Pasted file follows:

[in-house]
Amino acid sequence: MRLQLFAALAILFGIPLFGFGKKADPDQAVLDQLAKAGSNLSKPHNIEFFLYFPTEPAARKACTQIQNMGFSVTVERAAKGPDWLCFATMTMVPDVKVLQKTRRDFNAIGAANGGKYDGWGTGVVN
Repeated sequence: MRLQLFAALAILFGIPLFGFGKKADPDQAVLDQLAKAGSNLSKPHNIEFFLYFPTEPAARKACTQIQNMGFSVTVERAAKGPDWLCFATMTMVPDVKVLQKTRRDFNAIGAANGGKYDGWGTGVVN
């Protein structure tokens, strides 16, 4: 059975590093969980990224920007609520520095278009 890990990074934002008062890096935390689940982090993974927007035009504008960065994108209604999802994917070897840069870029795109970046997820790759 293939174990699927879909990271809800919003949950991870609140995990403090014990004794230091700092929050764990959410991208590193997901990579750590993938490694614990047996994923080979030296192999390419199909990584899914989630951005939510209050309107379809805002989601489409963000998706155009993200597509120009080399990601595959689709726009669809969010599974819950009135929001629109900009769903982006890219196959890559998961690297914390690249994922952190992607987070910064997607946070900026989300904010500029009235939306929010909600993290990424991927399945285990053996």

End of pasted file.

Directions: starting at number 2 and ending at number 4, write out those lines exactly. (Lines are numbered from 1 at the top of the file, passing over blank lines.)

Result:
Amino acid sequence: MRLQLFAALAILFGIPLFGFGKKADPDQAVLDQLAKAGSNLSKPHNIEFFLYFPTEPAARKACTQIQNMGFSVTVERAAKGPDWLCFATMTMVPDVKVLQKTRRDFNAIGAANGGKYDGWGTGVVN
Repeated sequence: MRLQLFAALAILFGIPLFGFGKKADPDQAVLDQLAKAGSNLSKPHNIEFFLYFPTEPAARKACTQIQNMGFSVTVERAAKGPDWLCFATMTMVPDVKVLQKTRRDFNAIGAANGGKYDGWGTGVVN
């Protein structure tokens, strides 16, 4: 059975590093969980990224920007609520520095278009 890990990074934002008062890096935390689940982090993974927007035009504008960065994108209604999802994917070897840069870029795109970046997820790759 293939174990699927879909990271809800919003949950991870609140995990403090014990004794230091700092929050764990959410991208590193997901990579750590993938490694614990047996994923080979030296192999390419199909990584899914989630951005939510209050309107379809805002989601489409963000998706155009993200597509120009080399990601595959689709726009669809969010599974819950009135929001629109900009769903982006890219196959890559998961690297914390690249994922952190992607987070910064997607946070900026989300904010500029009235939306929010909600993290990424991927399945285990053996």